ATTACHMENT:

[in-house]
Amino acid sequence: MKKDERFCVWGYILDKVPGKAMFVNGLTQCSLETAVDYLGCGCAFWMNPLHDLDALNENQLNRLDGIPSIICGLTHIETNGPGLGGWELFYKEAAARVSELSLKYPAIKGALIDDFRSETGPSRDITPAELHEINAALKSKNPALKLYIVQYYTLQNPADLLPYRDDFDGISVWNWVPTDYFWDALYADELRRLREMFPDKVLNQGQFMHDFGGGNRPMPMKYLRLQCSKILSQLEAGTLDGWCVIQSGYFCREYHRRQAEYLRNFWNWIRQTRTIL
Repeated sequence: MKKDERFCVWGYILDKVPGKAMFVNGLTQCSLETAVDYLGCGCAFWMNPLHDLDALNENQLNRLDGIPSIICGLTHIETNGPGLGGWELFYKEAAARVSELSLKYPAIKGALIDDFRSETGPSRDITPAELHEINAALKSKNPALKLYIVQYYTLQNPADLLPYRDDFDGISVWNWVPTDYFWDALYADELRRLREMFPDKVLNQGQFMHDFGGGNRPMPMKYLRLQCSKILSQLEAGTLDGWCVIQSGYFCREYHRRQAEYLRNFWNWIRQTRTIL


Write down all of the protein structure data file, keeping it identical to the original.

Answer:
[in-house]
Amino acid sequence: MKKDERFCVWGYILDKVPGKAMFVNGLTQCSLETAVDYLGCGCAFWMNPLHDLDALNENQLNRLDGIPSIICGLTHIETNGPGLGGWELFYKEAAARVSELSLKYPAIKGALIDDFRSETGPSRDITPAELHEINAALKSKNPALKLYIVQYYTLQNPADLLPYRDDFDGISVWNWVPTDYFWDALYADELRRLREMFPDKVLNQGQFMHDFGGGNRPMPMKYLRLQCSKILSQLEAGTLDGWCVIQSGYFCREYHRRQAEYLRNFWNWIRQTRTIL
Repeated sequence: MKKDERFCVWGYILDKVPGKAMFVNGLTQCSLETAVDYLGCGCAFWMNPLHDLDALNENQLNRLDGIPSIICGLTHIETNGPGLGGWELFYKEAAARVSELSLKYPAIKGALIDDFRSETGPSRDITPAELHEINAALKSKNPALKLYIVQYYTLQNPADLLPYRDDFDGISVWNWVPTDYFWDALYADELRRLREMFPDKVLNQGQFMHDFGGGNRPMPMKYLRLQCSKILSQLEAGTLDGWCVIQSGYFCREYHRRQAEYLRNFWNWIRQTRTIL